You will see more and more of such permanently installed power quality monitors on a product level. This new embedded technology comes with the huge advantage that power quality problems and energy consumption can be evaluated directly within the product or machine.


With the ever-increasing use of sophisticated controls and equipment in industrial, commercial, institutional, and governmental facilities, the continuity, reliability, and quality of electrical service has become extremely crucial to many power users. The power hardly gets better in the future, so the ultimate goal for any product manufacturer is to make its product immune to voltage sags. Just as all modern cars should be able to drive through regular bumps on the road, every electrical product should be able to ride through any regular voltage sags that will occur, regardless of the power that a facility can provide.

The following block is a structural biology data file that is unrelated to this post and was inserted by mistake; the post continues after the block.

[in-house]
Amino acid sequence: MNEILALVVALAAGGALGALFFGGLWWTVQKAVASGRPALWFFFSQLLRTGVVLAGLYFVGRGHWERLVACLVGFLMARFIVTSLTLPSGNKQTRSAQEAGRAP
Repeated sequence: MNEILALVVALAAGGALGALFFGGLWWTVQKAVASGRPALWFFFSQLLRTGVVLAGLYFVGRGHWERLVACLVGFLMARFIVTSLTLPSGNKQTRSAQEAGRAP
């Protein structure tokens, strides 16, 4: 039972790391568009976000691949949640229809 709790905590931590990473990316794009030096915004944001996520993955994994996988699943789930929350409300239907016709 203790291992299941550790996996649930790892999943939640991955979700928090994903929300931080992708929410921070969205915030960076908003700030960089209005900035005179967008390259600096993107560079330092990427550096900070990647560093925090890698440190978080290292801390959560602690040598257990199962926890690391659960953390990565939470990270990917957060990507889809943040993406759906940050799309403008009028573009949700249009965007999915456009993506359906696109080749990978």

1. IEC 61000-4-34, Ed 1, “Testing and measurement techniques –Voltage dips, short interruptions and voltage variations immunity tests for equipment with input current more than 16A per phase”. International Electrotechnical Commission. October 2005.
  2. SEMI F47-0706, “Specification for Semiconductor Processing Equipment Voltage Sag immunity”. June 2007.
  3. IEC 61000-4-30, Ed 2, “Testing and measurement techniques – Power Quality Measurement Methods”. International Electrotechnical Commission. October 2008.
  4. Handbook of Power Signatures, Alex McEachern, 1989

author eberhard-andreasAndreas Eberhard is member of various power quality standard committees around the world. He is involved in IEC 61000-4-34, SEMI F47 and IEEE standard committees, and has over 15 years of experience in product compliance based on international standards. He is Vice-President of Technical Services at PSL – Power Sensors Ltd.  and can be contacted at, or by phone at (510) 522-4400.

About The Author

Andreas Eberhard

Andreas Eberhard is a member of various power quality standard committees around the world. He is involved in the IEC 61000-4-34 and SEMI F47 standard committees and offers over 15 years of experience in product compliance based on international standards. He is Vice President of Technical Services at Power Standard Labs.